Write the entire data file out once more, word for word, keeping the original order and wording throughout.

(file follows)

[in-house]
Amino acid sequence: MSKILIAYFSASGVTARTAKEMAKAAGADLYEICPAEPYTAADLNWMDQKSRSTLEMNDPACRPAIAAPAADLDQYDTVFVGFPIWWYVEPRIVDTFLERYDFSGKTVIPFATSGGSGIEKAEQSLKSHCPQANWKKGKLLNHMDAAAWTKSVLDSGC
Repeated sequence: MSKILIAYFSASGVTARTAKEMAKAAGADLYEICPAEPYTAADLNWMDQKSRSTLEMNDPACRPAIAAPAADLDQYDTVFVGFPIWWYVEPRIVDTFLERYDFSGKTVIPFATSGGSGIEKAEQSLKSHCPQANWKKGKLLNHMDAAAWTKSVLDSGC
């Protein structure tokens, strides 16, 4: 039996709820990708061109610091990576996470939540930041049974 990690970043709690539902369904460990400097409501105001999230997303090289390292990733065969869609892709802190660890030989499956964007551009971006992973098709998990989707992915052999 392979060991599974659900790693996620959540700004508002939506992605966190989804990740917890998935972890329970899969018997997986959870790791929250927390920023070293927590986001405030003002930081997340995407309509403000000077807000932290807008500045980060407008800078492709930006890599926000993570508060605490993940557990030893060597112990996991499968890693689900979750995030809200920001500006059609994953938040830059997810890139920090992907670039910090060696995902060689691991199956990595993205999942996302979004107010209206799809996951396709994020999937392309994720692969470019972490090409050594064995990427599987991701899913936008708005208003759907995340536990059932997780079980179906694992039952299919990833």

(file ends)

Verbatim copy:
[in-house]
Amino acid sequence: MSKILIAYFSASGVTARTAKEMAKAAGADLYEICPAEPYTAADLNWMDQKSRSTLEMNDPACRPAIAAPAADLDQYDTVFVGFPIWWYVEPRIVDTFLERYDFSGKTVIPFATSGGSGIEKAEQSLKSHCPQANWKKGKLLNHMDAAAWTKSVLDSGC
Repeated sequence: MSKILIAYFSASGVTARTAKEMAKAAGADLYEICPAEPYTAADLNWMDQKSRSTLEMNDPACRPAIAAPAADLDQYDTVFVGFPIWWYVEPRIVDTFLERYDFSGKTVIPFATSGGSGIEKAEQSLKSHCPQANWKKGKLLNHMDAAAWTKSVLDSGC
């Protein structure tokens, strides 16, 4: 039996709820990708061109610091990576996470939540930041049974 990690970043709690539902369904460990400097409501105001999230997303090289390292990733065969869609892709802190660890030989499956964007551009971006992973098709998990989707992915052999 392979060991599974659900790693996620959540700004508002939506992605966190989804990740917890998935972890329970899969018997997986959870790791929250927390920023070293927590986001405030003002930081997340995407309509403000000077807000932290807008500045980060407008800078492709930006890599926000993570508060605490993940557990030893060597112990996991499968890693689900979750995030809200920001500006059609994953938040830059997810890139920090992907670039910090060696995902060689691991199956990595993205999942996302979004107010209206799809996951396709994020999937392309994720692969470019972490090409050594064995990427599987991701899913936008708005208003759907995340536990059932997780079980179906694992039952299919990833």